I feel bad for those kids, sometimes. All they want to do is play ball.
But everyone knows, you can't play little league baseball without first getting shouted at by middle-aged men in ill-fitting uniforms.
Okay, maybe that's an exaggeration. It's not always shouting. Sometimes it's just a solid ten minutes of unsolicited advice delivered in a manner that no one would confuse with eloquence.
For the most part, those kids try to keep it together as the grown men painstakingly attempt to impart words of wisdom forged in their own on-field disappointments of days long passed.
In truth, it tends to be painful for just about everyone involved.
I'm one of those men.
My uniform doesn't quite fit right. My hat doesn't match my shirt. And my pre-game speeches typically involve about ten key messages when my audience has an appetite for three, at most.
But despite the tyranny of this pre-game ritual, I still believe it's absolutely worth doing. And over the last few years of coaching baseball and basketball, my message has tended to grow shorter and (I hope) sharper. Of course, I'm going to remind kids about making good throws, about getting their gloves down—or in the hoops arena—about staying on their man, or getting back on defense. But that's tactical.
My main message is more philosophical. And no matter the sport or the season, it tends to go something like this:
Team, the only thing we know about today's game is that bad things are going to happen.
(In baseball), the umpire is going to make bad calls. He's going to call strikes on pitches that are clearly balls. He's going to call you out when you were clearly safe. We are going to make errors. We're going to make bad pitches. We're going to strike out. We're going to make mistakes. We know this already.
(In basketball), the referee is going to make bad calls. He's going to say that the ball went out on you when it was clearly off your opponent's hand. You're going to get fouled hard and the ref is not going to see it. The other team is going to travel and he's not going to call it. We're going to do dumb things that we're not proud of. We know this already.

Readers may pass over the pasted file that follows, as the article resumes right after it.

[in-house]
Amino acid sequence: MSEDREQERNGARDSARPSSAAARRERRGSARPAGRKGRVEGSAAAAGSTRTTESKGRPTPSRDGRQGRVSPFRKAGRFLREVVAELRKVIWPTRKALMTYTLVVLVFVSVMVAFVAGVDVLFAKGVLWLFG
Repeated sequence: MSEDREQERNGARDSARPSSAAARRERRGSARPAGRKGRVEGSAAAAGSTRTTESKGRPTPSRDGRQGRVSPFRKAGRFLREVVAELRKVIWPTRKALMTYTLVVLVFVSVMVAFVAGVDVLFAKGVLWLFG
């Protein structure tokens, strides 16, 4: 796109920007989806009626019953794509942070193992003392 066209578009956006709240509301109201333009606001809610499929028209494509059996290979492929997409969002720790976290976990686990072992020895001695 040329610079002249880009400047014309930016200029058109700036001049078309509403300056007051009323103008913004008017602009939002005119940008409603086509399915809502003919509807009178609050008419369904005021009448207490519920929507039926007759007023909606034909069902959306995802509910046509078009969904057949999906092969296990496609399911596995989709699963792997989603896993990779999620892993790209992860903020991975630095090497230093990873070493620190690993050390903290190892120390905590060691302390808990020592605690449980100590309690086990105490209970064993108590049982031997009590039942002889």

Bad things are going to happen. Unfair things. Again and again. This is what is going to happen. I am 100% sure of it.
But we've got an advantage. We already know these things are going to happen. We expect them to happen. We're not surprised or shocked when they do happen.
And instead of worrying about the fact that they happened, we focus our attention completely on how we react when they do happen.
And how do we react? In most cases, we don't. Are we disappointed when they happen? Of course, we are. But we don't complain. We don't throw our hat or glove or bat. In fact, we are so good about controlling our emotions that the other team barely knows we're upset. We are already on to the next play. That's what we do.
We know bad things will happen. They always happen. But they happen to both teams. And we win by beating the other team in our reaction to this adversity.
So let's stay focused. When bad things happen, let's acknowledge it. But let's also know with just one look at each other that THIS IS THE MOMENT. This is where we shine. In fact, this is where WIN. The other team won’t even realize what’s happening. But if we control our emotions—if we own our reactions—this is the moment where the game will be decided.